Read More Books You Like: 8 Tips

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I don’t want to be a quitter, so I used to always finish reading books. However, as my responsibilities grew with marriage, motherhood, and full-time employment, I changed my reading policy. Now I’m more than glad to drop a book I don’t like.

I couldn’t agree more when Gretchen Rubin, the best-selling author of “The Happiness Project,” said that one of the best ways to become a better reader is to quit reading boring books. “When I let myself abandon a boring book, I have more time to read what I love,” Rubin wrote in an article for Publishers Weekly.

Reading Tips

Below are some ways that help me read more books I like and appreciate each book better. Give them a try!

#1 Give a book a three-chapter chance.  If a book is really bad, I have no problem quitting after the first page or chapter. If I’m lukewarm about a book, I will give the author a fair chance by reading up to chapter three. After that, I make my decision to continue or quit. I can still quit at any point if the book fails to engage me.

#2 Join a book club. Last year, I joined an in-person book club organized by my local library and an online book club. Hands down, the former is better in every way. I love the company of fellow bookworms. For some people, the club’s choice for the month will guarantee that they will read at least one book in the next four weeks. For me, it guarantees an additional book on top of my own reading choice. So, it doubles my reading output.

#3 Make a distinction between serious and light reading. From the get-go, I will decide whether a book is “serious” or “light” reading material. Making the distinction helps me set the number of hours and the amount of effort I will spend in reading the book. I don’t linger on a word or a sentence if it’s light reading, whereas I will jot down notes if it’s serious reading.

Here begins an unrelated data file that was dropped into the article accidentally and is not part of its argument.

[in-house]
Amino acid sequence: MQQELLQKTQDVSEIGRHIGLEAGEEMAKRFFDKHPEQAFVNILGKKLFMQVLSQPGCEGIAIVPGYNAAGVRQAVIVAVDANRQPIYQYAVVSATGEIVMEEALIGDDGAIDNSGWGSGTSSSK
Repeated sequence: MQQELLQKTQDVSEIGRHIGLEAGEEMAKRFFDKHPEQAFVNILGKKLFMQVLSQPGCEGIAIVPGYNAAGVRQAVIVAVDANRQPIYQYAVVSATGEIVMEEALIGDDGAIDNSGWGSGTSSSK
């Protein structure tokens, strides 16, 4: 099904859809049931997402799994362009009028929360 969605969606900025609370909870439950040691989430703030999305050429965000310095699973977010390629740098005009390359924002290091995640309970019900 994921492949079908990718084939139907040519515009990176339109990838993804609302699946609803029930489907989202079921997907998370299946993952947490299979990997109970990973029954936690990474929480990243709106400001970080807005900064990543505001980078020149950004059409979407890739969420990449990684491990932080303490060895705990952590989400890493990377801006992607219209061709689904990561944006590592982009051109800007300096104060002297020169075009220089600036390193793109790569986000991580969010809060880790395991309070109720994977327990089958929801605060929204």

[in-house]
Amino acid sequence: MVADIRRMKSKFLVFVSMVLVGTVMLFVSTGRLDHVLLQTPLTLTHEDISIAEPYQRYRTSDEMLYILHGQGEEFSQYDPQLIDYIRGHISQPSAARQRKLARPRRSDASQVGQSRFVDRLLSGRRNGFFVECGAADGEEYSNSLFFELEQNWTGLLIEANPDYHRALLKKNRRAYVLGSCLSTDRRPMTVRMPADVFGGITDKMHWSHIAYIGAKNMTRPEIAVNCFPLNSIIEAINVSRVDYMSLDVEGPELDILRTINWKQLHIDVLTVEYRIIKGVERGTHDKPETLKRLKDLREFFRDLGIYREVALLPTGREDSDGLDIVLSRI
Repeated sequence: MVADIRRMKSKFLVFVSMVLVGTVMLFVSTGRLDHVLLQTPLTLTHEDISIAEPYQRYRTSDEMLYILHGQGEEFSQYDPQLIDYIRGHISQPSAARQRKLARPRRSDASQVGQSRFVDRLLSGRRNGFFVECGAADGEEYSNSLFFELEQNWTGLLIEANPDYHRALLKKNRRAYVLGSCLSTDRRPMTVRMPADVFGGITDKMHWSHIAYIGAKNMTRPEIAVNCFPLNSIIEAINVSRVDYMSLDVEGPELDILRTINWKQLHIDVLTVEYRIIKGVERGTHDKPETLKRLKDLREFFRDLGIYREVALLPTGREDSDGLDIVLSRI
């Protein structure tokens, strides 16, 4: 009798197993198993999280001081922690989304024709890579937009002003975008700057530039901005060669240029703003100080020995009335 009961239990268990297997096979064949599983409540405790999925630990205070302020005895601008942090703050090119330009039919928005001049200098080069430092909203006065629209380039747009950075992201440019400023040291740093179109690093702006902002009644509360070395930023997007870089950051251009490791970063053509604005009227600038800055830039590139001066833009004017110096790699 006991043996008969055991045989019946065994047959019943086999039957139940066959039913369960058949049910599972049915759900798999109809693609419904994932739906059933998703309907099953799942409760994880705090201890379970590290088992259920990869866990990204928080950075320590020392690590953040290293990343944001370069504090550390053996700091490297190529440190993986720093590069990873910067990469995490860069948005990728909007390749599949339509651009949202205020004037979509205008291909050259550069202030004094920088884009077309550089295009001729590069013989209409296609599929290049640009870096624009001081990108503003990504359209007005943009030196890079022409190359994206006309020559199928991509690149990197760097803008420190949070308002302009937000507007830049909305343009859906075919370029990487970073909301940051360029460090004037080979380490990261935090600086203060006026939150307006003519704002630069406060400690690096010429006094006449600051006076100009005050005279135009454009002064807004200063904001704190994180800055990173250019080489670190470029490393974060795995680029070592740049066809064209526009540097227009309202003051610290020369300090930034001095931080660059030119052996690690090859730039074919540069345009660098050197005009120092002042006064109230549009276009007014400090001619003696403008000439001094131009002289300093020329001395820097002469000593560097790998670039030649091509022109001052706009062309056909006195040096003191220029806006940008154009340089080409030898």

#4 Always bring a book to read. Whether it’s digital or hard copy, don’t get caught without a book. The 30 minutes I spend waiting after getting an allergy shot (a monthly ritual) is an important reading time for me, in addition to the time I spend waiting before getting the shot. I carry a book wherever I go; that way, I don’t resent waiting at a hair salon or a dentist’s office or the post office.

#5 Keep a reading list. I have a running list of books I want to read. I track the list via Goodreads, where I maintain “want to read, “currently reading,” and “read” lists. It feels good to check off a title from the list after I finish reading.

#6 Set aside a time to read. I reserve at least 30 minutes every day for reading. I can’t go to bed without first reading a book, whether it’s only three pages or three whole chapters is beside the point. When I find myself juggling more than one book (refer to #2 about joining a book club), I add about 20 minutes of reading time early in the morning before I tackle work email messages.

#7 Listen to audiobooks. I’m not into audiobooks myself, but I know other people who love them. They like to listen to books while commuting or doing the laundry or exercising on a treadmill. If you can multitask that way, give it a try. As for me, the experience of seeing written words is half the pleasure I get from reading, so audiobooks are not for me. But maybe they’re right for you.

#8 Challenge yourself. Goodreads has a reading challenge every January. I don’t participate because I already have a running list of books to read (see #5), plus I tend to rebel against imposed pressure. However, a reading goal works for many people. See if you have the temperament for it.

Note: This article was first published on my old blog on June 12, 2015. I’ve updated it, from five to eight tips.